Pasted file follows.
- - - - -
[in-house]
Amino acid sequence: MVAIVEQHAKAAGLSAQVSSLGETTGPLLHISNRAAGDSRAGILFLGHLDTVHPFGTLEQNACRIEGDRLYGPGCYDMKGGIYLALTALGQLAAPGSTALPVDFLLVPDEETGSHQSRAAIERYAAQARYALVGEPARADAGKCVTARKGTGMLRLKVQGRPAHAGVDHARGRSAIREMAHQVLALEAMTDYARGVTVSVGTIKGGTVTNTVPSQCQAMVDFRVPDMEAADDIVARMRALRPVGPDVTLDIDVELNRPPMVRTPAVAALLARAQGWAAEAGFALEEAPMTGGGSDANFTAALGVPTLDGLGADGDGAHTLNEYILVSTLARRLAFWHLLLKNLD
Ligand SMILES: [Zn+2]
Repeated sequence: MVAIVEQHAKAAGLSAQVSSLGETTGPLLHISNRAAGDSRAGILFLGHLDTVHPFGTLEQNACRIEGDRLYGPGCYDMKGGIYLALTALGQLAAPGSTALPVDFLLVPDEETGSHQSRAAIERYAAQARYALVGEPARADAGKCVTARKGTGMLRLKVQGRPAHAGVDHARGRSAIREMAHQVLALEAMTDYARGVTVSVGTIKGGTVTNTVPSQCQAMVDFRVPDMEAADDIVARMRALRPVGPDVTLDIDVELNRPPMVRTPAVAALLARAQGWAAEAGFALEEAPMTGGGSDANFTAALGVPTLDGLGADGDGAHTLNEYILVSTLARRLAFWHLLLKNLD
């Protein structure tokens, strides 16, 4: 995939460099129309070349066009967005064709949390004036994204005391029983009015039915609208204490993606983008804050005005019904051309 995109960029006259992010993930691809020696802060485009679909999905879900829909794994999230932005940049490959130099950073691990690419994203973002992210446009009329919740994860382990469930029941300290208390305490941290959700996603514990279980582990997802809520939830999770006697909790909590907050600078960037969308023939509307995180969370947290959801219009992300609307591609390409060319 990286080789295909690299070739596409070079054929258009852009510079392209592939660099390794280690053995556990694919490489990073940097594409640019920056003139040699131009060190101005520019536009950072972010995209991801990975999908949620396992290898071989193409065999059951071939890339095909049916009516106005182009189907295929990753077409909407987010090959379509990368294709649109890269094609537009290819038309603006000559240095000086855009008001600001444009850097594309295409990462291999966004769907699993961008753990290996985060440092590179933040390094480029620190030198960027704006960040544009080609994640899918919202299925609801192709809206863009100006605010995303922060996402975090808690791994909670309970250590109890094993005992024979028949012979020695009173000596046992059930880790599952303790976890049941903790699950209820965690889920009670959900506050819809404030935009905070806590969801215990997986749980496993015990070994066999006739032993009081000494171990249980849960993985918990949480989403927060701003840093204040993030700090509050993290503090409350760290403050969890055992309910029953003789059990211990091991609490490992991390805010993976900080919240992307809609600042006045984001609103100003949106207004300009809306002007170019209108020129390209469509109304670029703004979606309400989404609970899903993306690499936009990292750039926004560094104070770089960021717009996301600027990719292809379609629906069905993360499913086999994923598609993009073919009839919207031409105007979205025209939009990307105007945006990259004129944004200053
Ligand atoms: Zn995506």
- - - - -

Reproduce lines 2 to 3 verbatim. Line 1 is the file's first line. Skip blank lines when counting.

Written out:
Amino acid sequence: MVAIVEQHAKAAGLSAQVSSLGETTGPLLHISNRAAGDSRAGILFLGHLDTVHPFGTLEQNACRIEGDRLYGPGCYDMKGGIYLALTALGQLAAPGSTALPVDFLLVPDEETGSHQSRAAIERYAAQARYALVGEPARADAGKCVTARKGTGMLRLKVQGRPAHAGVDHARGRSAIREMAHQVLALEAMTDYARGVTVSVGTIKGGTVTNTVPSQCQAMVDFRVPDMEAADDIVARMRALRPVGPDVTLDIDVELNRPPMVRTPAVAALLARAQGWAAEAGFALEEAPMTGGGSDANFTAALGVPTLDGLGADGDGAHTLNEYILVSTLARRLAFWHLLLKNLD
Ligand SMILES: [Zn+2]